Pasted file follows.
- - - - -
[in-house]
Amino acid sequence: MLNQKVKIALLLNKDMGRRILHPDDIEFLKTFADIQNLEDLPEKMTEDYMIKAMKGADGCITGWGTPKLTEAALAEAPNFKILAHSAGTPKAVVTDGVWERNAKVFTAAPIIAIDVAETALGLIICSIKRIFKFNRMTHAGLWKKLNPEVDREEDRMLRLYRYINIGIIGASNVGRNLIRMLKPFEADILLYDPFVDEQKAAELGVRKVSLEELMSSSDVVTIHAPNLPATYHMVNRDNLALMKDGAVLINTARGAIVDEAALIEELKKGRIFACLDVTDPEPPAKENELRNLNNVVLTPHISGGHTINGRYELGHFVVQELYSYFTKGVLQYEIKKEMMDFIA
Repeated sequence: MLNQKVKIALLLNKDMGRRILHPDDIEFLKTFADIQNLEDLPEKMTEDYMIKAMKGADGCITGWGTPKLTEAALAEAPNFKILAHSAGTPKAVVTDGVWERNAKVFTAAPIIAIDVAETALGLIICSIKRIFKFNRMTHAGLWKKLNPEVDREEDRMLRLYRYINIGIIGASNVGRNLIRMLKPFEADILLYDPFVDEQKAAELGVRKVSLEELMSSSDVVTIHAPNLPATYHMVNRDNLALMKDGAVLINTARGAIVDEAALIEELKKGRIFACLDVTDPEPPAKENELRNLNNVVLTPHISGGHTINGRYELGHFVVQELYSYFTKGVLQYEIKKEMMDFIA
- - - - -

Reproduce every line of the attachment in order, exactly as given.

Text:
[in-house]
Amino acid sequence: MLNQKVKIALLLNKDMGRRILHPDDIEFLKTFADIQNLEDLPEKMTEDYMIKAMKGADGCITGWGTPKLTEAALAEAPNFKILAHSAGTPKAVVTDGVWERNAKVFTAAPIIAIDVAETALGLIICSIKRIFKFNRMTHAGLWKKLNPEVDREEDRMLRLYRYINIGIIGASNVGRNLIRMLKPFEADILLYDPFVDEQKAAELGVRKVSLEELMSSSDVVTIHAPNLPATYHMVNRDNLALMKDGAVLINTARGAIVDEAALIEELKKGRIFACLDVTDPEPPAKENELRNLNNVVLTPHISGGHTINGRYELGHFVVQELYSYFTKGVLQYEIKKEMMDFIA
Repeated sequence: MLNQKVKIALLLNKDMGRRILHPDDIEFLKTFADIQNLEDLPEKMTEDYMIKAMKGADGCITGWGTPKLTEAALAEAPNFKILAHSAGTPKAVVTDGVWERNAKVFTAAPIIAIDVAETALGLIICSIKRIFKFNRMTHAGLWKKLNPEVDREEDRMLRLYRYINIGIIGASNVGRNLIRMLKPFEADILLYDPFVDEQKAAELGVRKVSLEELMSSSDVVTIHAPNLPATYHMVNRDNLALMKDGAVLINTARGAIVDEAALIEELKKGRIFACLDVTDPEPPAKENELRNLNNVVLTPHISGGHTINGRYELGHFVVQELYSYFTKGVLQYEIKKEMMDFIA